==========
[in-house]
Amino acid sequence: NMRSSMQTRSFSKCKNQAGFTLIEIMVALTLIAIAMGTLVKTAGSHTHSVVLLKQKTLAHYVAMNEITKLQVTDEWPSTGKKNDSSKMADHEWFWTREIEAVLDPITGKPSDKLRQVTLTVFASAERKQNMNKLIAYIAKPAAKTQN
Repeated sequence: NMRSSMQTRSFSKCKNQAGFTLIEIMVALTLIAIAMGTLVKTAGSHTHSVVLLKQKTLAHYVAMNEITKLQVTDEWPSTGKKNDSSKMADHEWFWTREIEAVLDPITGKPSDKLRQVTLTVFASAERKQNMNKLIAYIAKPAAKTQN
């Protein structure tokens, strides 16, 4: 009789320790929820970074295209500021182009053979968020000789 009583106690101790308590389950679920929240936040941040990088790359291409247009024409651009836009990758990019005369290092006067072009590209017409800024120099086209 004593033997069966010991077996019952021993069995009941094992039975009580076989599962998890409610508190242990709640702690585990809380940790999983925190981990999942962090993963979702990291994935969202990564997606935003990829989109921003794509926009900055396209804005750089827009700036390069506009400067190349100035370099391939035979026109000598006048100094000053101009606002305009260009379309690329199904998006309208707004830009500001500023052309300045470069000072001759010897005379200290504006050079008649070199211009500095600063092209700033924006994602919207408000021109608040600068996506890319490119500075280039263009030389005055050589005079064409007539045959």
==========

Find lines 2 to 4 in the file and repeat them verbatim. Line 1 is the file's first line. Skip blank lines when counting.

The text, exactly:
Amino acid sequence: NMRSSMQTRSFSKCKNQAGFTLIEIMVALTLIAIAMGTLVKTAGSHTHSVVLLKQKTLAHYVAMNEITKLQVTDEWPSTGKKNDSSKMADHEWFWTREIEAVLDPITGKPSDKLRQVTLTVFASAERKQNMNKLIAYIAKPAAKTQN
Repeated sequence: NMRSSMQTRSFSKCKNQAGFTLIEIMVALTLIAIAMGTLVKTAGSHTHSVVLLKQKTLAHYVAMNEITKLQVTDEWPSTGKKNDSSKMADHEWFWTREIEAVLDPITGKPSDKLRQVTLTVFASAERKQNMNKLIAYIAKPAAKTQN
């Protein structure tokens, strides 16, 4: 009789320790929820970074295209500021182009053979968020000789 009583106690101790308590389950679920929240936040941040990088790359291409247009024409651009836009990758990019005369290092006067072009590209017409800024120099086209 004593033997069966010991077996019952021993069995009941094992039975009580076989599962998890409610508190242990709640702690585990809380940790999983925190981990999942962090993963979702990291994935969202990564997606935003990829989109921003794509926009900055396209804005750089827009700036390069506009400067190349100035370099391939035979026109000598006048100094000053101009606002305009260009379309690329199904998006309208707004830009500001500023052309300045470069000072001759010897005379200290504006050079008649070199211009500095600063092209700033924006994602919207408000021109608040600068996506890319490119500075280039263009030389005055050589005079064409007539045959």